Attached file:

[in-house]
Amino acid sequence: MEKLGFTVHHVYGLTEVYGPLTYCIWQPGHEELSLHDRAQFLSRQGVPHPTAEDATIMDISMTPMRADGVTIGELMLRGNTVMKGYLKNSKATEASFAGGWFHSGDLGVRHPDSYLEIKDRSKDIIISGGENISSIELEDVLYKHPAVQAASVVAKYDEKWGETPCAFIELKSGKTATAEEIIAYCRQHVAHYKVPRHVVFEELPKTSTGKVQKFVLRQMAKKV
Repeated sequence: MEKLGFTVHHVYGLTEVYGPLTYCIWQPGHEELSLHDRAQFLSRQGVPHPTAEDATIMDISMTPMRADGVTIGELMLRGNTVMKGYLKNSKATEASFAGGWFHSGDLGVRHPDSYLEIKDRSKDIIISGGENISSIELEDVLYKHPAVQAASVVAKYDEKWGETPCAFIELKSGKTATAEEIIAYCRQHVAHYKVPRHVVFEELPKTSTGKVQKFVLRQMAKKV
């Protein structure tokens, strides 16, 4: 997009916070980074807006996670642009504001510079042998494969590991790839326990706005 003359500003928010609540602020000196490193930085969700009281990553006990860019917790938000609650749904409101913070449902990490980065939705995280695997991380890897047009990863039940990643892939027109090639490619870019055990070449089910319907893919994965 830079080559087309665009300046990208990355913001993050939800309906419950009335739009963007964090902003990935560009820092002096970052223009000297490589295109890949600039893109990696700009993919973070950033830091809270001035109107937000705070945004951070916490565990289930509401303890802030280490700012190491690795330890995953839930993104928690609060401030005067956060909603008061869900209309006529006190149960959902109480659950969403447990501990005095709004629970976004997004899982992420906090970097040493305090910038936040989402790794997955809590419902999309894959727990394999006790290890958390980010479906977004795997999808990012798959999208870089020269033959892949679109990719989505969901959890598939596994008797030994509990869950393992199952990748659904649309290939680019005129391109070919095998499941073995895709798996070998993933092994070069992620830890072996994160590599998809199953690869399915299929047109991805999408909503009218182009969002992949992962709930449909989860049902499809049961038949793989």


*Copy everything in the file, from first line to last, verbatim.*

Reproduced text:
[in-house]
Amino acid sequence: MEKLGFTVHHVYGLTEVYGPLTYCIWQPGHEELSLHDRAQFLSRQGVPHPTAEDATIMDISMTPMRADGVTIGELMLRGNTVMKGYLKNSKATEASFAGGWFHSGDLGVRHPDSYLEIKDRSKDIIISGGENISSIELEDVLYKHPAVQAASVVAKYDEKWGETPCAFIELKSGKTATAEEIIAYCRQHVAHYKVPRHVVFEELPKTSTGKVQKFVLRQMAKKV
Repeated sequence: MEKLGFTVHHVYGLTEVYGPLTYCIWQPGHEELSLHDRAQFLSRQGVPHPTAEDATIMDISMTPMRADGVTIGELMLRGNTVMKGYLKNSKATEASFAGGWFHSGDLGVRHPDSYLEIKDRSKDIIISGGENISSIELEDVLYKHPAVQAASVVAKYDEKWGETPCAFIELKSGKTATAEEIIAYCRQHVAHYKVPRHVVFEELPKTSTGKVQKFVLRQMAKKV
């Protein structure tokens, strides 16, 4: 997009916070980074807006996670642009504001510079042998494969590991790839326990706005 003359500003928010609540602020000196490193930085969700009281990553006990860019917790938000609650749904409101913070449902990490980065939705995280695997991380890897047009990863039940990643892939027109090639490619870019055990070449089910319907893919994965 830079080559087309665009300046990208990355913001993050939800309906419950009335739009963007964090902003990935560009820092002096970052223009000297490589295109890949600039893109990696700009993919973070950033830091809270001035109107937000705070945004951070916490565990289930509401303890802030280490700012190491690795330890995953839930993104928690609060401030005067956060909603008061869900209309006529006190149960959902109480659950969403447990501990005095709004629970976004997004899982992420906090970097040493305090910038936040989402790794997955809590419902999309894959727990394999006790290890958390980010479906977004795997999808990012798959999208870089020269033959892949679109990719989505969901959890598939596994008797030994509990869950393992199952990748659904649309290939680019005129391109070919095998499941073995895709798996070998993933092994070069992620830890072996994160590599998809199953690869399915299929047109991805999408909503009218182009969002992949992962709930449909989860049902499809049961038949793989």